Defining the Constitutional Right of Privacy in Slovenia
Slovenia’s Personal Data Protection Act 2004 is a personal data protection law that was originally passed in 2004. Although Slovenia is a member state within the European Union and is subject to the provisions set out in the EU’s General Data Protection Regulation or GDPR, Slovenia is one of a handful of nations within the EU that has yet to pass a national law for the purposes of implementing the provisions of the EU’s GDPR law into Slovenian law. To this point, Slovenia’s Personal Data Protection Act 2004 has been amended several times, most recently in 2013, in order to provide Slovenian citizens with more updated privacy protections. Moreover, the Personal Data Protection Act 2004 and the EU’s GDPR law represent the primary legal guidelines for which personal data may be collected and processed within Slovenia.
How are data controllers and processors defined?
Under Slovenia’s Personal Data Protection Act 2004, a data controller is defined as “a natural person or legal person or other public or private sector person which alone or jointly with others determines the purposes and means of the processing of personal data or a person provided by statute that also determines the purposes and means of processing.” Alternatively, a data processor is defined as “a natural person or legal person that processes personal data on behalf and for the account of the data controller.” Furthermore, the law defines an individual as “an identified or identifiable natural person to whom personal data relates; an identifiable natural person is one who can be identified, directly or indirectly, in particular by reference to an identification number or to one or more factors specific to his physical, physiological, mental, economic, cultural or social identity, where the method of identification does not incur large costs or disproportionate effort or require a large amount of time.”
What are the requirements?
Data controllers and processors who conduct operations within Slovenia have the following responsibilities and obligations under Slovenia’s Personal Data Protection Act 2004:
- Personal data must be processed in a manner that is consistent with the principles of lawfulness and fairness.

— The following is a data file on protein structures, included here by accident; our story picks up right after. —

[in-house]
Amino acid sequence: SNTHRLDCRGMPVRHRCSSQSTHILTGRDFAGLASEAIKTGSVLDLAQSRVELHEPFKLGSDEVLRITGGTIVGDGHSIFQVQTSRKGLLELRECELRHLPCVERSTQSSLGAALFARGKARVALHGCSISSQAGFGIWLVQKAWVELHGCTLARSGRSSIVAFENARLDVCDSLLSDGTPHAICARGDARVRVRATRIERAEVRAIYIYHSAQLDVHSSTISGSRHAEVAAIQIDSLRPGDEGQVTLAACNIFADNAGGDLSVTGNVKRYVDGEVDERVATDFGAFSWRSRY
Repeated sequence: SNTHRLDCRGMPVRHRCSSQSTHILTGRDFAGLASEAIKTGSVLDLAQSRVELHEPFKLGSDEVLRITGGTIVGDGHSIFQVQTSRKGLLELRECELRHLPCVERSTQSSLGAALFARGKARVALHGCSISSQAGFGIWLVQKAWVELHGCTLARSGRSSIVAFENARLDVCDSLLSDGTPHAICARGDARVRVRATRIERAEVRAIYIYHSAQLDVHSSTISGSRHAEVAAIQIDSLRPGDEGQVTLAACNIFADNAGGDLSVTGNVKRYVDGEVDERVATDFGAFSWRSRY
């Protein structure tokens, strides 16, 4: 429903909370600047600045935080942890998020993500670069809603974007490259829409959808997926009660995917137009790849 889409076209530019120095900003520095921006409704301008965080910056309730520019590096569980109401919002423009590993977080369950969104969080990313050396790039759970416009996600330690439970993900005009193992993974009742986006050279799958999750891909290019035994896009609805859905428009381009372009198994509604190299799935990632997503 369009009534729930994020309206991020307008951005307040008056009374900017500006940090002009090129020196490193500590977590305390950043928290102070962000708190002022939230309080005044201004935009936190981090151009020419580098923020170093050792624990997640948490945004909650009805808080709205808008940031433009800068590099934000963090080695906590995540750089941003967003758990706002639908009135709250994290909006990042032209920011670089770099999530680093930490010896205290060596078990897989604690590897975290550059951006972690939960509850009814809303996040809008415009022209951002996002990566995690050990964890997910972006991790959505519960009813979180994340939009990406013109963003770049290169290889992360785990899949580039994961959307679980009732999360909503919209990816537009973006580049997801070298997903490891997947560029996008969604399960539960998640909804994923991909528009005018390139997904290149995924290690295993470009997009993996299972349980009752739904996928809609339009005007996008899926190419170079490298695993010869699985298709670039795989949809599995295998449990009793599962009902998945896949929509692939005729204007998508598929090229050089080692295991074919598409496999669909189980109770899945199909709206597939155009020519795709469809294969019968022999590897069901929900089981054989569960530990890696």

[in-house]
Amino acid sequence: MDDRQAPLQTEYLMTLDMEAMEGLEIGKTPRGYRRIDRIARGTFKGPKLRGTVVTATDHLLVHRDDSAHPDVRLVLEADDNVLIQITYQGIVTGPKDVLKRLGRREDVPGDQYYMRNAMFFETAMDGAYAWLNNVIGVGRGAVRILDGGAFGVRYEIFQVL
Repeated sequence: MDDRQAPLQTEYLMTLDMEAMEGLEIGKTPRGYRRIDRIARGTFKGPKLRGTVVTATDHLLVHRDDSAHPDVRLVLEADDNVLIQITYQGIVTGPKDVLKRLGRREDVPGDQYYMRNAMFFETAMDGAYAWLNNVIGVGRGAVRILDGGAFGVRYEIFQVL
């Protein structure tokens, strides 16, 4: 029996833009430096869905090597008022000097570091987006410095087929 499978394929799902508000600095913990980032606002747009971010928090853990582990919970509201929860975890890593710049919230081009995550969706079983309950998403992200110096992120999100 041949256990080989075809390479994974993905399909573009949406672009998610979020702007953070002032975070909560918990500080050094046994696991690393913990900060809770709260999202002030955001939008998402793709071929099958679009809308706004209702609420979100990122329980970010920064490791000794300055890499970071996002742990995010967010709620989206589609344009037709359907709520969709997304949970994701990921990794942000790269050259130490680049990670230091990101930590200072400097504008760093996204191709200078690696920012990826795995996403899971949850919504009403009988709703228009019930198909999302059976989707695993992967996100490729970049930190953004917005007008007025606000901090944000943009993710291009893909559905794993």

- All personal data that is processed must be adequate in relation to the purposes for which it was collected or further processed.
- The “protection of personal data shall be guaranteed to every individual irrespective of nationality, race, color, religious belief, ethnicity, sex, language, political or other belief, sexual orientation, material standing, birth, education, social position, citizenship, place or type of residence or any other personal circumstance.”
- Sensitive personal data, such as data pertaining to racial or ethnic origin, may only be processed under certain circumstances, such as when an individual provides their consent for the processing of such information.
- All personal data that is processed must be accurate and kept up to date.
- Technical and organizational measures must be taken for the purposes of ensuring the security of personal data that is collected or processed.
What are the rights of Slovenian citizens under Slovenia’s Personal Data Protection Act 2004?
Under Slovenia’s Personal Data Protection Act 2004, Slovenian citizens have the following rights as it concerns data protection:
- The right to be informed.
- The right to access.
- The right erasure.
- The right to rectification.
- The right to object or opt-out.
- The right of restriction.
- The right to judicial protection.
- The right to request a temporary injunction.
In terms of penalties that can be imposed against data controllers and processors who violate any of the rights stated above, Slovenia’s Personal Data Protection Act 2004 is enforced by Slovenia’s National Supervisory Body for Personal Data Protection or the National Supervisory Body for short. As such, the National Supervisory Body has the authority to impose a number of punishments against individuals and organizations who violate the provisions of the law. Such punishments include but are not limited to:
- “A fine from EUR 2.080 to 8.340 shall be imposed for a minor offense on a legal person, sole trader, or individual independently performing an activity, who implements video surveillance in contravention of Article 76.”
- “A fine from EUR 2.080 to 4.170 shall be imposed for a minor offense on a legal person, sole trader, or individual independently performing an activity, if in accordance with this Act he processes personal data for the purposes of direct marketing and does not act in accordance with Articles 72 or 73.”
- “A fine from EUR 4.170 to 12.510 shall be imposed for a minor offense on a legal person, sole trader, or individual independently performing an activity, if he processes personal data in accordance with this Act and fails to ensure the security of personal data (Articles 24 and 25).”
Although Slovenia has yet to enact a national law for the purposes of implementing the provisions of the EU’s GDPR law into Slovenian law, the provisions of the Personal Data Protection Act 2004 and subsequent amendments provide citizens of the country with a comprehensive level of data protection. To this end, the country of Slovenia has a long history of protecting the information of its citizens, as personal data is a constitutionally protected right under the Constitution of the Republic of Slovenia. As such, Slovenia has taken steps to ensure the personal privacy of its citizens, irrespective of the provisions set forth in the EU’s GDPR law.